mink farms

Mink Farms: A health crisis within a health crisis.

Jordan Reichert Uncategorized 2 Comments

Public health orders for people to wear masks or that restrict people’s ability to meet and potentially spread the COVID-19 virus are in place across the world. Leaders in public health issue these orders based on the best scientific evidence available on how to control the spread of the virus. 

However, there is another health crisis taking place within the COVID-19 crisis: animal farming. COVID-19 itself is a zoonotic disease, one that was transmitted to humans from animals, so it should be no surprise that we continue to see new cases of zoonotic diseases spring up around the world amidst the current pandemic.

We have talked previously of animal agriculture in general as a source of zoonotic disease transmission. Now, a more specific area of concern is the fur industry, specifically within mink farms in B.C. and the transmission of COVID-19.  After eight workers were originally found to have contracted the virus at a BC mink farm, now over 200 mink on the same farm have died from it.  This is with all the biosecurity protocols being followed.

In Denmark, nearly 17 million mink were recently killed due to outbreaks of COVID-19 on over 200 mink farms across the country.  In the Netherlands, 1 million mink have been killed to control the virus and a ban on mink farming has had its timeline moved up to March of 2021. Several other countries have also had mink farm outbreaks including Spain, Sweden, Italy, and the US.

Furthermore, there are concerns that with mink being particularly susceptible to respiratory viruses such as COVID-19, that the virus could mutate within them and new strains could be transferred back to humans again. This has already happened in a few cases.

According to Agriculture and Agri-Food Canada, in 2018 there were 98 mink farms in Canada.  However, the Fur Council of Canada recently stated there are now only about 60 fur farms left. These farms kill about 1.6 million mink a year and they sell their pelts for an average of $28 a piece.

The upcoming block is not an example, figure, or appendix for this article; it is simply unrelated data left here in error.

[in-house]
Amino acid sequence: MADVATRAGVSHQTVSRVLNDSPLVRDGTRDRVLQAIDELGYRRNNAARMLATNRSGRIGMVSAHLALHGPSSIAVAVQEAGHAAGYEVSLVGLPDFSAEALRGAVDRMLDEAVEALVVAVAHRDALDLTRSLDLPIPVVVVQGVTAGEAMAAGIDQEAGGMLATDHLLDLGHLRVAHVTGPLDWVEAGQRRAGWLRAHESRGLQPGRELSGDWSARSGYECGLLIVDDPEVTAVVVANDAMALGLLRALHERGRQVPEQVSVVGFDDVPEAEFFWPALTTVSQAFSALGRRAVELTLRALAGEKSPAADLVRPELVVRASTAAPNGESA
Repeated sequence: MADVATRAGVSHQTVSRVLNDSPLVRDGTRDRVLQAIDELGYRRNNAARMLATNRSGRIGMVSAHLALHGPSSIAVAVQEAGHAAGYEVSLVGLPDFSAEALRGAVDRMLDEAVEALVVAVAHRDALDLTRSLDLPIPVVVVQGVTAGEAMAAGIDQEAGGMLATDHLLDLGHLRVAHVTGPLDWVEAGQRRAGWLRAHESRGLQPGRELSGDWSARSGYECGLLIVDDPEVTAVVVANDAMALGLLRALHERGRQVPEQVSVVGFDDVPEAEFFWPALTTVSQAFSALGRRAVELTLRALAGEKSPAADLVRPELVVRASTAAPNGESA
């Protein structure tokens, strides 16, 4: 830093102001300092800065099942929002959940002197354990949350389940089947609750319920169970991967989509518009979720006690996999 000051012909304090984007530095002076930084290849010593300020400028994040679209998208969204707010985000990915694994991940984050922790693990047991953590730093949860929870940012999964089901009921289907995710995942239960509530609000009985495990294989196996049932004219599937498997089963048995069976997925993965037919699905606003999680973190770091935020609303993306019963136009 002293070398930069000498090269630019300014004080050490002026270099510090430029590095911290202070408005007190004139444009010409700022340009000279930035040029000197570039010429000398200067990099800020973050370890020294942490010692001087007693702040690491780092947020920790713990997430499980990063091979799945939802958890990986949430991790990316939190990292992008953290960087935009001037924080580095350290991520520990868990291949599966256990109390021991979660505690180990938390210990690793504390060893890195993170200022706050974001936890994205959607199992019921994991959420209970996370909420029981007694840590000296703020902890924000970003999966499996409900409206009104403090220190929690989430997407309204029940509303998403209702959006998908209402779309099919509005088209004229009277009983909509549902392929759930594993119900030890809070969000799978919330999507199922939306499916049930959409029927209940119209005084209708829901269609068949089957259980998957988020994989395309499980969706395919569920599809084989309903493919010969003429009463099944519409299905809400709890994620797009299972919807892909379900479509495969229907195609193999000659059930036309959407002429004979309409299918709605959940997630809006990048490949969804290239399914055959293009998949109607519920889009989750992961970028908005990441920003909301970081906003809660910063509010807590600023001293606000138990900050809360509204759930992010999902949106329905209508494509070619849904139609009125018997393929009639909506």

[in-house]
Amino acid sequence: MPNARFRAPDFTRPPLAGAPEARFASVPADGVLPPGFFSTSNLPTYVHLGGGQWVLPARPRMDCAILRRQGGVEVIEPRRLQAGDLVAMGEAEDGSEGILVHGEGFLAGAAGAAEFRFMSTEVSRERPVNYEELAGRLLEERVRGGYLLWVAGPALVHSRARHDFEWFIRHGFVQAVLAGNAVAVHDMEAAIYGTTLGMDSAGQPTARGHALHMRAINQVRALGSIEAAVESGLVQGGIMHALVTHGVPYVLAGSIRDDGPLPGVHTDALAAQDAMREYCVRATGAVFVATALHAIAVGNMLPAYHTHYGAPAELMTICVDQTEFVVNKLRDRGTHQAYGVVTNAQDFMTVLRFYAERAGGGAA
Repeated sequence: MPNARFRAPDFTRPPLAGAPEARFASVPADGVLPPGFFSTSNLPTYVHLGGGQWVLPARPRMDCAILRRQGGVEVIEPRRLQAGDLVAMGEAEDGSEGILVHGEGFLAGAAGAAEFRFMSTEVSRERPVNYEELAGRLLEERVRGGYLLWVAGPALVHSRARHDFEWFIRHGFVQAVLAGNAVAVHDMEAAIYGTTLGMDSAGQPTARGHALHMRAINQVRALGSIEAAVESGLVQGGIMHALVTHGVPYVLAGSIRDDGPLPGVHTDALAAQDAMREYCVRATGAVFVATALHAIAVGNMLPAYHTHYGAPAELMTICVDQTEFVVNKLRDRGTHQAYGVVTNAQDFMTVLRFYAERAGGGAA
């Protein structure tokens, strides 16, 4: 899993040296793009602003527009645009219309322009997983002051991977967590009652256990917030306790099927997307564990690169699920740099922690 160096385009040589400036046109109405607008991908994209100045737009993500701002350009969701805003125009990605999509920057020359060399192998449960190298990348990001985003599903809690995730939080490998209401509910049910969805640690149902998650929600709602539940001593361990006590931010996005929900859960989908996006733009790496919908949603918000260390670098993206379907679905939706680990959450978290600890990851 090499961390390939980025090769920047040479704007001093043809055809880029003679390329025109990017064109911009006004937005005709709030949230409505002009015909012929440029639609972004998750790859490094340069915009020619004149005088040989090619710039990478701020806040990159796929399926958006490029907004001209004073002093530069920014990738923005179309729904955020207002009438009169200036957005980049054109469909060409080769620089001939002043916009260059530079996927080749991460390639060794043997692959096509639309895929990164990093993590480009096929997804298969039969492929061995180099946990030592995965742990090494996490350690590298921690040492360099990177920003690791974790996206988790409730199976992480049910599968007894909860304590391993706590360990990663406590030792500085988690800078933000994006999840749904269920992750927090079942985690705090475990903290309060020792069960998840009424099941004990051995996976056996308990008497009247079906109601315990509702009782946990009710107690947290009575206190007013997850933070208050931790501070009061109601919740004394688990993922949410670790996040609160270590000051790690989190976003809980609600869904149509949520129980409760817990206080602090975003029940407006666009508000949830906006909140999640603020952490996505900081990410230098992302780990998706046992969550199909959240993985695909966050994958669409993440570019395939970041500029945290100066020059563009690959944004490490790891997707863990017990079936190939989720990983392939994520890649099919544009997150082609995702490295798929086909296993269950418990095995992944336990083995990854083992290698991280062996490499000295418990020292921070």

Fur farms fall under provincial jurisdiction and the minister of Agriculture. However, because COVID-19 is a national health concern, there is an impetus for the ministry of Agriculture and Agri-Food Canada to step-up and issue a moratorium on mink farming across the country. You can email the BC minister of Agriculture, Lana Popham, here. You can contact the Minister of Agriculture and Agri-Food Canada, Marie-Claude Bibeau, here.
The Fur-Bearer Defenders who have long advocated against the fur industry also have a letter you can send here.

The larger question at hand is why the B.C. and Canadian governments aren’t taking more decisive and pro-active measures to ensure that the spread of COVID-19 that has happened on mink farms around the world does not get worse in Canada. Fur farming is already in decline, are sites of extreme animal suffering, environmental degradation, and contribute very little economically.

The Animal Protection Party of Canada is opposed to the farming, trapping, and killing of animals for their fur.  Fur farming causes prolonged suffering to animals raised in inhumane conditions where they are prevented from practicing natural behaviours. Trapping of animals for their fur kills a significant number of non-target species, lacks public oversight, and is a cruel death for any animal.

Compassionate politics demands that we see the current COVID-19 health crisis as an opportunity to reshape our social and political world based on the needs of animals, people, and the environment. Fur farming for fashion or otherwise has no place in our society and must be phased out.  

Jordan Reichert

Deputy Leader,
Animal Protection Party of Canada

Comments 2

  1. With faux fur officially “in”, what are all these countries and provinces doing raising mink on farms for anyway? Anything looked at on sites like Zulily ( almost all Made in China goods ) claims faux fur. Do the holdout fashion companies still using fur account for all these mink raised around the globe?

  2. Utterly disgusting behavior. Simply put, it’s mass murder. We treat other animals – yes, other animals because we are animals too – as if they’re at our disposal. We do not own this planet alone, we share it with other inhabitants that deserve our respect and care. Are we to also “cull” human beings infected with the virus? No, we don’t because we selfishly care for our own species. Human beings cause so much harm on others and this planet; we need to become better stewards and have compassion towards those around us – human or not. Consumerism is the root of many evils.

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